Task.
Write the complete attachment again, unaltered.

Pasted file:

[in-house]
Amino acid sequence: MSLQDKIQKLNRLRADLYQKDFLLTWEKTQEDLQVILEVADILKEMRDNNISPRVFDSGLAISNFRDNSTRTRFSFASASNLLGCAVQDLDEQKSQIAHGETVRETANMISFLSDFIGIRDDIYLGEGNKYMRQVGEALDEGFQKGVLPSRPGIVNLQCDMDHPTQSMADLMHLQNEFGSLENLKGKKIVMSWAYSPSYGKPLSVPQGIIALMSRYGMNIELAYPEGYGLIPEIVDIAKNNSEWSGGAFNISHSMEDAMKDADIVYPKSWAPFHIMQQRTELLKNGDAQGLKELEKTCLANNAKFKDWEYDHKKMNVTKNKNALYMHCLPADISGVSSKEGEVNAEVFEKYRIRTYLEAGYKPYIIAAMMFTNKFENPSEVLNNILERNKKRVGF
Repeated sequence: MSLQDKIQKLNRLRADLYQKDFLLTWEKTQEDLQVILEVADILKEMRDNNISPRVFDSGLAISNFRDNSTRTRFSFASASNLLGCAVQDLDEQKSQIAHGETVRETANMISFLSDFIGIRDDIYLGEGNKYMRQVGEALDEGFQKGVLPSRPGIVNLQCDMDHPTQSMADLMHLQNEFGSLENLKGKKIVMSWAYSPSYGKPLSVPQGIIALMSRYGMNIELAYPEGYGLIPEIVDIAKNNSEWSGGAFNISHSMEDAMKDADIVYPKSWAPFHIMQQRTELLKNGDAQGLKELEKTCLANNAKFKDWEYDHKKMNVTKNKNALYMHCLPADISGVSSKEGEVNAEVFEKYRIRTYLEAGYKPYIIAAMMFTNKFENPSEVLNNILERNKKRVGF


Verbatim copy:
[in-house]
Amino acid sequence: MSLQDKIQKLNRLRADLYQKDFLLTWEKTQEDLQVILEVADILKEMRDNNISPRVFDSGLAISNFRDNSTRTRFSFASASNLLGCAVQDLDEQKSQIAHGETVRETANMISFLSDFIGIRDDIYLGEGNKYMRQVGEALDEGFQKGVLPSRPGIVNLQCDMDHPTQSMADLMHLQNEFGSLENLKGKKIVMSWAYSPSYGKPLSVPQGIIALMSRYGMNIELAYPEGYGLIPEIVDIAKNNSEWSGGAFNISHSMEDAMKDADIVYPKSWAPFHIMQQRTELLKNGDAQGLKELEKTCLANNAKFKDWEYDHKKMNVTKNKNALYMHCLPADISGVSSKEGEVNAEVFEKYRIRTYLEAGYKPYIIAAMMFTNKFENPSEVLNNILERNKKRVGF
Repeated sequence: MSLQDKIQKLNRLRADLYQKDFLLTWEKTQEDLQVILEVADILKEMRDNNISPRVFDSGLAISNFRDNSTRTRFSFASASNLLGCAVQDLDEQKSQIAHGETVRETANMISFLSDFIGIRDDIYLGEGNKYMRQVGEALDEGFQKGVLPSRPGIVNLQCDMDHPTQSMADLMHLQNEFGSLENLKGKKIVMSWAYSPSYGKPLSVPQGIIALMSRYGMNIELAYPEGYGLIPEIVDIAKNNSEWSGGAFNISHSMEDAMKDADIVYPKSWAPFHIMQQRTELLKNGDAQGLKELEKTCLANNAKFKDWEYDHKKMNVTKNKNALYMHCLPADISGVSSKEGEVNAEVFEKYRIRTYLEAGYKPYIIAAMMFTNKFENPSEVLNNILERNKKRVGF